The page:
Wool by Hugh Howey

April 16, 2013 Reviews 1 ★★★★

  • Date published: 3rd December 2012
  • Publisher: Random House (Century)
  • Format: Paperback, 537 pages
  • Series: Wool, Books 1 – 5 (Omnibus)
  • ISBN 13: 9781780891248 ISBN 10: 1780891245
  • Categories: Fantasy – Post Apocalyptic Dystopian
  • Goodreads / Booktopia / Bookworld
  • Source: provided for review by the publisher

In a ruined and hostile landscape, in a future few have been unlucky enough to survive, a community exists in a giant underground silo.

Inside, men and women live an enclosed life full of rules and regulations, of secrets and lies.

To live, you must follow the rules. But some don’t. These are the dangerous ones; these are the people who dare to hope and dream, and who infect others with their optimism.

Their punishment is simple and deadly. They are allowed outside.

Jules is one of these people. She may well be the last.

Why is this book titled Wool? I don’t think there was ever any wool in the story, and I can’t see a connection, unless it’s an obscure reference to pulling the wool over one’s eyes?

Regardless, this post apocalyptic novel is enjoyable and exciting, and I really liked it. It was originally published in five parts (ambitiously called novellas, but since they don’t really stand alone, I feel ‘parts’ is more appropriate), and is now available as an awesome omnibus that’s about the size of a regular novel. Each part is well constructed, each unveiling an aspect of a chilling story of human cruelty and survival.

I tend to approach all dystopias as who-done-its – I’m always just itching to know how society as we know it ended up where it is in the book. Sometimes this means I end up skipping bits of a book because I just have to know. With Wool, I read every word of Part 1, becoming embroiled in the Sheriff’s struggles and intrigued by the secrets he hinted at, and Part 2, enjoying the bittersweet interactions between the Deputy and the Mayor, and world building that occurred, but growing utterly sick of the description of people climbing down, and then up, the 100+ levels in the silo. Part 3 is where the story really begins, introducing Jules and allowing her character, integrity and stubbornness to shine through. Part 4 is where the past comes to light, leading to shock after shock (of the many plot twists, I really only saw two coming). I admit I skipped a few bits of Part 4 – I found the rebellion a little dull and not well thought out, and was in particular surprised at the ease with which the inhabitants of the silo embraced violence, having lived three generations in peace and with no access to anything that could have taught them about guns, bombs or killing. The author’s claim that this is innate in human nature is troubling. Finally, Part 5 closes the story well, bringing to the forefront the book’s underlying theme of sacrifice.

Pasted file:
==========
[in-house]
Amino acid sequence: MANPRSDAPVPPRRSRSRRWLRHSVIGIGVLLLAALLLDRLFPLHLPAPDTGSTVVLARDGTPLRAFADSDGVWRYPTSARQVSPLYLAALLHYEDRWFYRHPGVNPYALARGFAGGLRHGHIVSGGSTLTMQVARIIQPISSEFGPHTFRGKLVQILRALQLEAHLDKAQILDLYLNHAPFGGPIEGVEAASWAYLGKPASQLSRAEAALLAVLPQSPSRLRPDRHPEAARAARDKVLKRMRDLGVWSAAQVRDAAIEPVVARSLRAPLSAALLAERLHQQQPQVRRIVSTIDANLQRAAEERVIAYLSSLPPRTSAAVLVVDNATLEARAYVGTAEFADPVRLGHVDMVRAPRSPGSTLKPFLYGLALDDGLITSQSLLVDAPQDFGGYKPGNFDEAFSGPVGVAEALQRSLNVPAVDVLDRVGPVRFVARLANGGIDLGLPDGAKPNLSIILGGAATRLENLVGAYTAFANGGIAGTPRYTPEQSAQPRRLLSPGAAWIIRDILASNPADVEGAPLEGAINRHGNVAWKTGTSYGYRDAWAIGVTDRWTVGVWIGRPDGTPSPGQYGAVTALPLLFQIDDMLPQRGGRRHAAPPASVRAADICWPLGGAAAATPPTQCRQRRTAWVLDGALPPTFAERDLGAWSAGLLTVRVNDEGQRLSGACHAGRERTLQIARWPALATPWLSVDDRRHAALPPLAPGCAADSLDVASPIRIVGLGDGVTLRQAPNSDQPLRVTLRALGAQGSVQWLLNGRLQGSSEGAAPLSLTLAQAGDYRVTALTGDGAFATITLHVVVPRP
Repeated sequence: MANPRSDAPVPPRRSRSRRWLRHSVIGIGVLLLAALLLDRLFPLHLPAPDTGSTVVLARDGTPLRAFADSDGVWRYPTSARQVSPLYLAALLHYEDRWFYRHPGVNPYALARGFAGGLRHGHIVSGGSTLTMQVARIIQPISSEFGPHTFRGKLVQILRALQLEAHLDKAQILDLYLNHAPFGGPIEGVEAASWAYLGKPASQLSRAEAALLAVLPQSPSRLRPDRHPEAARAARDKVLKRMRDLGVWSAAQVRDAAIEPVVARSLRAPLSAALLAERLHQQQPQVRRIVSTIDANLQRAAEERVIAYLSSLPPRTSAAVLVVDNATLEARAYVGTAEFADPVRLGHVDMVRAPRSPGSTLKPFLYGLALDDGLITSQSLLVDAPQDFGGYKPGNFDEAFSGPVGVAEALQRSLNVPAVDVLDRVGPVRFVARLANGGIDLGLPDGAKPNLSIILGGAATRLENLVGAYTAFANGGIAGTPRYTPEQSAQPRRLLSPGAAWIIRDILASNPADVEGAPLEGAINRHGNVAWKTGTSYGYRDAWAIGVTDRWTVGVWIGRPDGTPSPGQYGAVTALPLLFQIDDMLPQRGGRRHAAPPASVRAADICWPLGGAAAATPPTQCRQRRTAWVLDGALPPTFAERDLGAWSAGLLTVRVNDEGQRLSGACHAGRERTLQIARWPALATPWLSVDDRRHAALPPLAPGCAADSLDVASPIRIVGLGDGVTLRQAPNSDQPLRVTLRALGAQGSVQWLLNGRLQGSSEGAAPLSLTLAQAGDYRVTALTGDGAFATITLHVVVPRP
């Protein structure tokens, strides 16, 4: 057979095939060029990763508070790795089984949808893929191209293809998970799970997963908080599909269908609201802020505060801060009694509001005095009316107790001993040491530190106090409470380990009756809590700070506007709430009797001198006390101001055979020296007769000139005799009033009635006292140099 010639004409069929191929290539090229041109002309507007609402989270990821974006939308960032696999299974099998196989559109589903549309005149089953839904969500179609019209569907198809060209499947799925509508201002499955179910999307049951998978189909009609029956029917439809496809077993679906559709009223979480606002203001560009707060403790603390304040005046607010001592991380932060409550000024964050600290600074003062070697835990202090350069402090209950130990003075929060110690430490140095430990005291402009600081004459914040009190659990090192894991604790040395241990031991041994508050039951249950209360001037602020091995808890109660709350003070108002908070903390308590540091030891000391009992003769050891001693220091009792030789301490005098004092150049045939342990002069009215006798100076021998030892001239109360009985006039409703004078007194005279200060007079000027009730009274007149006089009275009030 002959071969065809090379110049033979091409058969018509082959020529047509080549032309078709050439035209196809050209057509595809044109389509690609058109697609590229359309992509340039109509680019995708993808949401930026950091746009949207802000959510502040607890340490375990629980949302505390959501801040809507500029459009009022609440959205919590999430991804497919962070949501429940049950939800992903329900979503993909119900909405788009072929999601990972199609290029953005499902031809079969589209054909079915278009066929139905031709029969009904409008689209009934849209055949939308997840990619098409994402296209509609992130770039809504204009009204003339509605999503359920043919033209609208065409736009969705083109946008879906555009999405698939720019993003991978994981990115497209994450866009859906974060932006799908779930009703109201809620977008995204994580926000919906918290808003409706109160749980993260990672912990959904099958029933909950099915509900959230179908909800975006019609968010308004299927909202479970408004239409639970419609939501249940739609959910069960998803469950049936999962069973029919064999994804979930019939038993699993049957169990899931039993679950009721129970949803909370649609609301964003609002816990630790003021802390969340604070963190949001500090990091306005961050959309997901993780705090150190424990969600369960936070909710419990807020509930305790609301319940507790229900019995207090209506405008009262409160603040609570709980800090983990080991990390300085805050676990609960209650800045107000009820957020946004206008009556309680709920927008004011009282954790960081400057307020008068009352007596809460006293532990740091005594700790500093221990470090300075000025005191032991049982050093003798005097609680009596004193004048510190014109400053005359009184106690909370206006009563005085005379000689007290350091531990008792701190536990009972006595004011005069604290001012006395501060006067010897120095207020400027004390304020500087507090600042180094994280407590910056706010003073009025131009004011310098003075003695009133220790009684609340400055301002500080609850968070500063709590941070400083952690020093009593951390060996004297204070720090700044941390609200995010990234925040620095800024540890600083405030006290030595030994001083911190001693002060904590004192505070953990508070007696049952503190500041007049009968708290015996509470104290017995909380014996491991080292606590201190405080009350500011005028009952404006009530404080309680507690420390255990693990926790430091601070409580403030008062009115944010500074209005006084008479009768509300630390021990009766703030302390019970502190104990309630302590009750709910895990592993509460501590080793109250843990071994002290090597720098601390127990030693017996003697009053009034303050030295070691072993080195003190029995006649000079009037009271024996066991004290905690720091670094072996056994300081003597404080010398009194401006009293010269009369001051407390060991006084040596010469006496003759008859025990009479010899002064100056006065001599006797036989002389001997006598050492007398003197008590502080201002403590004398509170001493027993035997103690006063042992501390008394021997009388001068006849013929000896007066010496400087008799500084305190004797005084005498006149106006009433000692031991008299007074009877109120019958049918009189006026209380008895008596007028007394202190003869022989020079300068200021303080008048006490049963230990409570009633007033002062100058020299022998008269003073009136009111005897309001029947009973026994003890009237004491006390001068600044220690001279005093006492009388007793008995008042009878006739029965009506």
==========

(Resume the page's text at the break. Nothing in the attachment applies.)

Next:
The world-building is admirable, and although the idea explored in Wool isn’t new, I think the way Howey has approached it is. It’s a book that questions the role of every character – we are asked to examine whether Jules is correct in fighting a system that has ensured the survival of so many, and whether those perpetuating the lies are really evil at all. I think the book makes a powerful message about the extent to which humans will go to in order to survive.

Of the characters (and there are a lot of them), I found Jules and Solo to be the most compelling, with the others falling more or less into tired stereotypes, but still written well enough to be engaging. Jules in particular, with her curiosity, honest and staunch morals, is an amazing character, and I admire her tenacity and strength of will to carry on where most would have given up.

Wool is a book that I thoroughly enjoyed, and that I will happily recommend to others. I am really looking forward to reading Shift, the prequel, and figuring out a bit more about how this world came about. There are still some unanswered questions, some mysteries I hope to get to the bottom of.

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